Thursday, March 22, 2012

Staying Healthy While Traveling

If you travel frequently for work, then you know how exhausting the experience can be.  Often times it includes stress associated with the preparation, multiple modes of transportation, including long flights or time spent in airports, changing time zones and erratic sleep, a disruption of your eating schedule and typical diet, long days and late nights with heavy dinners and alcohol.

So how, with so many factors disturbing your body’s normal routine can you ensure that your trips don't leave you with a depressed immune system, illness, and exhaustion?  Here are some tips to get you prepared for your trip and to keep you strong and healthy even after you get home.

Prepare ahead of time - How your body responds to an event such as flying has a lot to do with how healthy it is before flight.  As difficult as this may be, try to get plenty of rest before your trip and eat a healthy diet at least a week before leaving.  If possible, begin adjusting your bedtime closer to your destination’s a few days before leaving. In addition to eating plenty of vegetables and fruits, take a supplement that includes antioxidants to help protect your cells from radiation.

According to the U.S. National Council on Radiation Protection and Measurements and the International Commission on Radiological Protection, a single international flight will expose you to a week’s worth of the equivalent radiation on the ground.  This may not seem like a lot, and for occasionally flying it shouldn’t be a concern.  But consider that with each long trip, you’re exposed to at least an additional two-week’s worth of cosmic radiation.   Add to this wireless internet that is now offered in many flights and it may become significant if you’re a frequent flyer.

Stay hydrated - The dry air in flight can be extremely dehydrating to your skin and mucus membranes, which can make you more susceptible to catching the nearest bug.  Drink plenty of water before the flight and stick with water or herbal teas on the flight as well.  Caffeinated drinks and alcohol will also lead to dehydration and this alone, apart from the other issues with these beverages, will zap your energy and weaken the immune system (among other things). 

Minimize eating on the plane - The lack of moisture in the air and pressure in flight can put stress on the digestive system from dehydration and because, as explained by Jane E. Brody in the New York Times, gas in body cavities expands with increasing altitude.  

The best way to minimize the effects are to avoid eating while in the air, and instead stick with water and decaffeinated fluids with as little sugar as possible.  If you must eat something while in flight, try to avoid the processed airline food and bring along healthier options such as fruit, trail mix, a powdered drink mix that can be reconstituted with water, or grab a salad or veggie wrap at the airport.  The important point to remember is that lighter is better.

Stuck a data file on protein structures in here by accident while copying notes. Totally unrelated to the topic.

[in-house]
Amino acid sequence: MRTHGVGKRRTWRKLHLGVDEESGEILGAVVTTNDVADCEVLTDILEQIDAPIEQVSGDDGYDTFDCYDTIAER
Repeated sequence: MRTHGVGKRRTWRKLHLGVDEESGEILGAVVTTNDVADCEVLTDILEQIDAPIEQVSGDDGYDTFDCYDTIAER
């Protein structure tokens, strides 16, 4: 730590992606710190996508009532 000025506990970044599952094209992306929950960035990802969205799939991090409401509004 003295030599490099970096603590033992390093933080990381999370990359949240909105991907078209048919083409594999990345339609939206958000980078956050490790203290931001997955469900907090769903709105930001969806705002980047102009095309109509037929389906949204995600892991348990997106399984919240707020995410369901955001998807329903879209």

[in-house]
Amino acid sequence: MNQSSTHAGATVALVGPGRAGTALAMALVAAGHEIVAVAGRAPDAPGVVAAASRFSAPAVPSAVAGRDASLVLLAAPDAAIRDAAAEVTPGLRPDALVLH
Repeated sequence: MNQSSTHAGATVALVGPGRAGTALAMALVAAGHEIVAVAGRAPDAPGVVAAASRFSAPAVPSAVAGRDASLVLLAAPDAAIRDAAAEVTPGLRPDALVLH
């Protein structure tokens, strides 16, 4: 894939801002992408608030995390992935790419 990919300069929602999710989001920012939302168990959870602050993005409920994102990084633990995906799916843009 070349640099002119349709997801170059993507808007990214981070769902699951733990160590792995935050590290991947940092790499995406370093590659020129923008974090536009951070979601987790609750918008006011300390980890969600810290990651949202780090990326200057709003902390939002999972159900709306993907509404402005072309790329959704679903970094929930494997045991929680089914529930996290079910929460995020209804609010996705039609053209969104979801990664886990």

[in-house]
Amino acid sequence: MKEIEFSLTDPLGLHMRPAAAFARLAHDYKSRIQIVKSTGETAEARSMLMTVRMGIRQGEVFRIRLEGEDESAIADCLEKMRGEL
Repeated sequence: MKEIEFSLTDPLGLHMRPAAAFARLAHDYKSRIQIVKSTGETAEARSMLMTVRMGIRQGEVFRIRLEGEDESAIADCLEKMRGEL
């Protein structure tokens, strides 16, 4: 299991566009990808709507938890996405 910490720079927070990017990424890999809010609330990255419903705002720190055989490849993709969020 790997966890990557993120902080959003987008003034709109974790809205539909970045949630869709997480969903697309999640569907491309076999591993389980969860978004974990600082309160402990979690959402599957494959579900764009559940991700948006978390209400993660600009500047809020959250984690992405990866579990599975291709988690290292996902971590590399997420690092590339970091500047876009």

Get up and move around while in flight - On long flights, try to get out of your seat once per hour to walk and stretch to keep your blood circulating.   While sitting, take your shoes off and work your feet and ankles with toe crunches and ankle rotations.   Work your arms, abdomen and buttocks by contracting and releasing to give some of your larger muscles an isometric workout. 

Bring along workout gear - If you’re staying at a hotel with a pool or gym, take advantage of them.  Thirty minutes of swimming or weights, cardio, and stretching will do wonders for your energy levels and keep your immune system strong.  They will also keep your mind strong and thinking positively, since, according to John J. Ratey in his book Spark, exercise naturally balances all the chemicals in the brain.

Eat sensibly - It’s always a temptation to try new things or overeat when on the road eating out.  You may be tempted to overdo it at the hotel breakfast buffet.  You may be eating late at night where dinner includes several courses and drinks.  You may be sitting for long hours in meetings.   The combination of excess calories and inactivity will lead to sluggishness and added weight.  To avoid this, be sure to eat a balanced breakfast, which will make it less likely that you’ll overeat later in the day.  In addition, stick with three meals, drink water through the day, and watch portion sizes.

With a little planning ahead and attention to diet and exercise, you can stay physically and mentally strong and healthy while traveling.

Image courtesy of digitalart

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